An evening in two parts . . .
Time: 5:45 – 6:45 pm – PermaSask Annual General Meeting
Place: Mystic Java,
Time: 7:00 p.m.
Place: Frances Morrison Central Library, 311 23rd Street East
Screening of the documentary film Grasslands.
We are changing things up for April’s meeting which is our Annual General Meeting. First we’ll be meeting at Mystic Java (on 4th Ave) from 5:45-6:45pm for the AGM portion. Then we’ll be walking over to the Frances Morrison Library for the screening of the film Grasslands, sponsored by Public Pastures – Public Interest and the Saskatoon Public Library.
Hope to see you there!
SES’s Solar Cooperative
PermaSask’s March Potluck will be followed by a presentation on the Saskatchewan Environmental Society‘s (SES) Solar Cooperative by Peter Prebble.
Thursday, March 19
Doors open at 6:00pm – Potluck at 6:30pm – Presentation begins at 7:30pm.
Saskatoon Food Bank & Learning Centre, 202 Ave C South.
The Saskatchewan Environmental Society (SES) is working towards creating the first solar power cooperative in Saskatoon. Peter Prebble will talk about how the project came to be, as well as the environmental, social and financial benefits of a renewable energy cooperative model.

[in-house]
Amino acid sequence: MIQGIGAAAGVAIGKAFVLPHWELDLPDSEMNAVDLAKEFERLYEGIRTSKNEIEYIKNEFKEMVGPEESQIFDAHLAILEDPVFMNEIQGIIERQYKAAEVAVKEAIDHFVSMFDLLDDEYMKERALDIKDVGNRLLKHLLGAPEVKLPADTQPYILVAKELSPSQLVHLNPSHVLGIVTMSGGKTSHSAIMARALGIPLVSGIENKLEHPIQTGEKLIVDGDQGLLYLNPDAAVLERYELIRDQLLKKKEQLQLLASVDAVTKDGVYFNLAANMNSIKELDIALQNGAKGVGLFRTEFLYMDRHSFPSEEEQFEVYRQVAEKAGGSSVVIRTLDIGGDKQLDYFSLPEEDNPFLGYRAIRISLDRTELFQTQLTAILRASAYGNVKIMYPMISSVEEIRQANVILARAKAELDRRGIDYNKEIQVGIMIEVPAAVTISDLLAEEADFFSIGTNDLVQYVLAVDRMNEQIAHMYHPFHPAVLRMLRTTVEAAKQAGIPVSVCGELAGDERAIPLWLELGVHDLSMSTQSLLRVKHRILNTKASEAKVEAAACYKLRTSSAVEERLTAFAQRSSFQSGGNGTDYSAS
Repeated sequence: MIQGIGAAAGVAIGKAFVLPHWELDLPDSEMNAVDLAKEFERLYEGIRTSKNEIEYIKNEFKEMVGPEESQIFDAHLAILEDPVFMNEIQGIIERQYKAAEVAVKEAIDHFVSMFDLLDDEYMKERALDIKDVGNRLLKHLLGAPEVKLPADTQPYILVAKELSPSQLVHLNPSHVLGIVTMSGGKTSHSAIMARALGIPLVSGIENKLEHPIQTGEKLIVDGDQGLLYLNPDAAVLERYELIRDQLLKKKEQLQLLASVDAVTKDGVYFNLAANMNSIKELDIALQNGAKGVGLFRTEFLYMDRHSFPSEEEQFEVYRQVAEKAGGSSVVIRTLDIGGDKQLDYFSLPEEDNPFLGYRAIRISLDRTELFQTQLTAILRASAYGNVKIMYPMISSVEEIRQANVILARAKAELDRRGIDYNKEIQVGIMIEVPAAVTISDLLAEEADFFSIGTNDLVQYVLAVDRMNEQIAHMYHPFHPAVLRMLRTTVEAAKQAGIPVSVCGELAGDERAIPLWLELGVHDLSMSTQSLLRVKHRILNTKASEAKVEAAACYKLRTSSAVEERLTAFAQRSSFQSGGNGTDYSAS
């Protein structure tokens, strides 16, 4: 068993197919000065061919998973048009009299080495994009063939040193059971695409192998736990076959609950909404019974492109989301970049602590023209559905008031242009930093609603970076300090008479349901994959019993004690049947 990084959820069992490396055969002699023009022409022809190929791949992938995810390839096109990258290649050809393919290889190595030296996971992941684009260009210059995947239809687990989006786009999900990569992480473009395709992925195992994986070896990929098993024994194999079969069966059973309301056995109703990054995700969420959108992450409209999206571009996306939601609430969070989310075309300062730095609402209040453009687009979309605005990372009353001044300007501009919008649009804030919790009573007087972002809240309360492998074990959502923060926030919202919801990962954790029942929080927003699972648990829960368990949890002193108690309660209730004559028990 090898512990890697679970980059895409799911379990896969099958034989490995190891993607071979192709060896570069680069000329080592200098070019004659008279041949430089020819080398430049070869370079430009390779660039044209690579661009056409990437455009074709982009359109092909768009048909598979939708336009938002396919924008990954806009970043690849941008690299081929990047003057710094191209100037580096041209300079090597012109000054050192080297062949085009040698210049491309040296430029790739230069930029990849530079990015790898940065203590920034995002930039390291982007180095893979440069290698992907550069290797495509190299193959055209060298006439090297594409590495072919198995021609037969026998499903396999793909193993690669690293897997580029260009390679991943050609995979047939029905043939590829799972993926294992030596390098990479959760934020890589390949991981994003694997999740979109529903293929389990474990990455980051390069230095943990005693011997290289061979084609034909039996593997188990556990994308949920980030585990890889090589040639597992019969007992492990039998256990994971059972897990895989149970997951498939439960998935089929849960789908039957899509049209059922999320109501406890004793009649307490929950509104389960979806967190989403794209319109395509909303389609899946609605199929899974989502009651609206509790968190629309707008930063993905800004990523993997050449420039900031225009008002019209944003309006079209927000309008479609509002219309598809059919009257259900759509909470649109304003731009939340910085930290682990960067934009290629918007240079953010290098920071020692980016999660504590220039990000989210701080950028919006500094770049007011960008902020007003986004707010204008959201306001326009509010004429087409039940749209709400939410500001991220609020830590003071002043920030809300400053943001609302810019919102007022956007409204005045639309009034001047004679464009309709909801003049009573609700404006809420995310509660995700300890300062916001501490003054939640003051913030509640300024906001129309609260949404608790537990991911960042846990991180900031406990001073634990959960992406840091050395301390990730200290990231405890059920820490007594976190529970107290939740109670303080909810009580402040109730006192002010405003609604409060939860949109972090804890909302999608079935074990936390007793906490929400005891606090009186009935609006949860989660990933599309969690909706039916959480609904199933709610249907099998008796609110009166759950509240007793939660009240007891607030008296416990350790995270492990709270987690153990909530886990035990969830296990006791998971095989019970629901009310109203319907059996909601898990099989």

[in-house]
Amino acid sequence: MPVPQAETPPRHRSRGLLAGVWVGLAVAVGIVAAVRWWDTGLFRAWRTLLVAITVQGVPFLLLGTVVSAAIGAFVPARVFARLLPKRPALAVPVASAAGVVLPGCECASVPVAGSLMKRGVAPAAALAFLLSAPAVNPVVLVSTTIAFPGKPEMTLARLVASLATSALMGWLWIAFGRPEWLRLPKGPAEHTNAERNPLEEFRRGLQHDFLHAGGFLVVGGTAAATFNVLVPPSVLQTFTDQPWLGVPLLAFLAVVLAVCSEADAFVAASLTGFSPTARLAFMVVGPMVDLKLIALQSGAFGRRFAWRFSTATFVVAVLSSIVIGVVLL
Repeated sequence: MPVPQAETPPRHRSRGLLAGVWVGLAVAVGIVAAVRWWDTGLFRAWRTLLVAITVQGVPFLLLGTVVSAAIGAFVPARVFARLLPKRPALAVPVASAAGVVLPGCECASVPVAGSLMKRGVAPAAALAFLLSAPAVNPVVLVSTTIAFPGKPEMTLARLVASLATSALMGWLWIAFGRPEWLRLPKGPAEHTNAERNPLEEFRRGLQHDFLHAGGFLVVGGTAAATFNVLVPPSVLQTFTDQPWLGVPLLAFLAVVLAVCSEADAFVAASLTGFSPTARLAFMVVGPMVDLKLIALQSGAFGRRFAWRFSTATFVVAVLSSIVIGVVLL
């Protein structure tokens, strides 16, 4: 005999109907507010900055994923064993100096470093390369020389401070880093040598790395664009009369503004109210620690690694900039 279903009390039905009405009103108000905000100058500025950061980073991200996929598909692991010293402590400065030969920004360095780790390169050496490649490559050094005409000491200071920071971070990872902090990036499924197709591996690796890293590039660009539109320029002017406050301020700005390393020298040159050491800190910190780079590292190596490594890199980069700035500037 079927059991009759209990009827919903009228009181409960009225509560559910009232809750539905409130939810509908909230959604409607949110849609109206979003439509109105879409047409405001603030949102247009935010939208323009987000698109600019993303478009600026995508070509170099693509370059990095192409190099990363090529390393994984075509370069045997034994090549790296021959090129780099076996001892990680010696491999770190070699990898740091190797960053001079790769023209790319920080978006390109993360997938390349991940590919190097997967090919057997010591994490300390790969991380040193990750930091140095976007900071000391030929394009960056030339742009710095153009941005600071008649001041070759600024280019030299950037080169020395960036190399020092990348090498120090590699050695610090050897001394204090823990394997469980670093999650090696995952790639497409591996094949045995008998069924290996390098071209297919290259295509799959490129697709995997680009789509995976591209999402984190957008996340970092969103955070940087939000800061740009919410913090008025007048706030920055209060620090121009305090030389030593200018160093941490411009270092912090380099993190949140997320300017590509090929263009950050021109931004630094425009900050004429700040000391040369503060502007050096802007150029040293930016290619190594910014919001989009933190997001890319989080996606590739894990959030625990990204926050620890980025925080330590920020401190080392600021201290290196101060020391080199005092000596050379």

“It will establish a new business model for developing renewable power in the province because we’re going to try to create a renewable power co op that is community controlled, run by its members.”
In December 2014, Affinity Credit Union announced that the SES Solar Coop won the $50,000 prize in the Business for Good Social Venture Challenge, after raising $59,000 in Affinity’s crowd funding challenge. The SES is still selling solar panels to interested community members to raise the rest of the money required to install approx. 400 panels.
To learn more about the SES Solar Coop, visit:
Paul Hanley will be presenting ideas from his new book, Eleven.
Place: Saskatoon Food Bank & Learning Centre, 202 Ave C South
Time: Doors open at 6:00 PM. Potluck at 6:30. Presentation at 7:30
What is Eleven about?
Eleven billion people will crowd this marvelous planet by century’s end. If the global economy were to grow five-fold during this period as predicted, humanity’s ecological footprint would exceed Earth’s bio-capacity by 400%.
We need to chart a new course to the future. The sweeping changes that make a ‘full world’ work—involving dual processes of destruction and reconstruction—will transform global culture, agriculture, and ultimately the human race.
Eleven is a call to consciousness. Only an ethical revolution will allow us to carry forward an ever-advancing civilization. Eleven proposes a transformational model to help individuals, institutions, and communities make an eleven-billion world work for everyone—and the planet.